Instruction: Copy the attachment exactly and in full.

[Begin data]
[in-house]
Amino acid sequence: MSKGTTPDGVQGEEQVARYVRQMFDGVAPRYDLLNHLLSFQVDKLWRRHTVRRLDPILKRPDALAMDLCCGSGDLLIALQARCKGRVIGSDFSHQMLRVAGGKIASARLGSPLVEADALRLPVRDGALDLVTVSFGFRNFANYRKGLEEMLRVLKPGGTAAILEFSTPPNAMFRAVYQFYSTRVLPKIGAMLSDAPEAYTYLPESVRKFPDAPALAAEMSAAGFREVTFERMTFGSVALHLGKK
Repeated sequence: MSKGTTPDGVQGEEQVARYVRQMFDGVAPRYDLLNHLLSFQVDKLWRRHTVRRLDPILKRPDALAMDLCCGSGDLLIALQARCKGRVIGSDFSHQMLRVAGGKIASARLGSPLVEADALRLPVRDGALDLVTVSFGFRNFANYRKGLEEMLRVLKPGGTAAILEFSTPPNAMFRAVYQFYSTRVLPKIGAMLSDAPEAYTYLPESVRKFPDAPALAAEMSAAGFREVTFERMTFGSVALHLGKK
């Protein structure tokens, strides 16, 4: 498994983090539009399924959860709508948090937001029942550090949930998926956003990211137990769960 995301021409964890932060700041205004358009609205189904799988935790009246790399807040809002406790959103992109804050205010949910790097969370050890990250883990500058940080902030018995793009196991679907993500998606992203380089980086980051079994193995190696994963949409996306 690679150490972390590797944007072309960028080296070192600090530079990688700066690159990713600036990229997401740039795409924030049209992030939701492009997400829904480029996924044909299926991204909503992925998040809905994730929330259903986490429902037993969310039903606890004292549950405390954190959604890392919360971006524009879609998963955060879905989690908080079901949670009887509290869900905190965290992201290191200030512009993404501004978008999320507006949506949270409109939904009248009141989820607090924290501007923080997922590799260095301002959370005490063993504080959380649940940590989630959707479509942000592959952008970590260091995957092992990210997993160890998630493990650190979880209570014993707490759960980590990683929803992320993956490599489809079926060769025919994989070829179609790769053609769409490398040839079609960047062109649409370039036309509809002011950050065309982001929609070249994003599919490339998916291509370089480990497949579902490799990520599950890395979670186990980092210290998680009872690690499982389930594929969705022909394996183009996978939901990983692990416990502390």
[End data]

[in-house]
Amino acid sequence: MSKGTTPDGVQGEEQVARYVRQMFDGVAPRYDLLNHLLSFQVDKLWRRHTVRRLDPILKRPDALAMDLCCGSGDLLIALQARCKGRVIGSDFSHQMLRVAGGKIASARLGSPLVEADALRLPVRDGALDLVTVSFGFRNFANYRKGLEEMLRVLKPGGTAAILEFSTPPNAMFRAVYQFYSTRVLPKIGAMLSDAPEAYTYLPESVRKFPDAPALAAEMSAAGFREVTFERMTFGSVALHLGKK
Repeated sequence: MSKGTTPDGVQGEEQVARYVRQMFDGVAPRYDLLNHLLSFQVDKLWRRHTVRRLDPILKRPDALAMDLCCGSGDLLIALQARCKGRVIGSDFSHQMLRVAGGKIASARLGSPLVEADALRLPVRDGALDLVTVSFGFRNFANYRKGLEEMLRVLKPGGTAAILEFSTPPNAMFRAVYQFYSTRVLPKIGAMLSDAPEAYTYLPESVRKFPDAPALAAEMSAAGFREVTFERMTFGSVALHLGKK
């Protein structure tokens, strides 16, 4: 498994983090539009399924959860709508948090937001029942550090949930998926956003990211137990769960 995301021409964890932060700041205004358009609205189904799988935790009246790399807040809002406790959103992109804050205010949910790097969370050890990250883990500058940080902030018995793009196991679907993500998606992203380089980086980051079994193995190696994963949409996306 690679150490972390590797944007072309960028080296070192600090530079990688700066690159990713600036990229997401740039795409924030049209992030939701492009997400829904480029996924044909299926991204909503992925998040809905994730929330259903986490429902037993969310039903606890004292549950405390954190959604890392919360971006524009879609998963955060879905989690908080079901949670009887509290869900905190965290992201290191200030512009993404501004978008999320507006949506949270409109939904009248009141989820607090924290501007923080997922590799260095301002959370005490063993504080959380649940940590989630959707479509942000592959952008970590260091995957092992990210997993160890998630493990650190979880209570014993707490759960980590990683929803992320993956490599489809079926060769025919994989070829179609790769053609769409490398040839079609960047062109649409370039036309509809002011950050065309982001929609070249994003599919490339998916291509370089480990497949579902490799990520599950890395979670186990980092210290998680009872690690499982389930594929969705022909394996183009996978939901990983692990416990502390």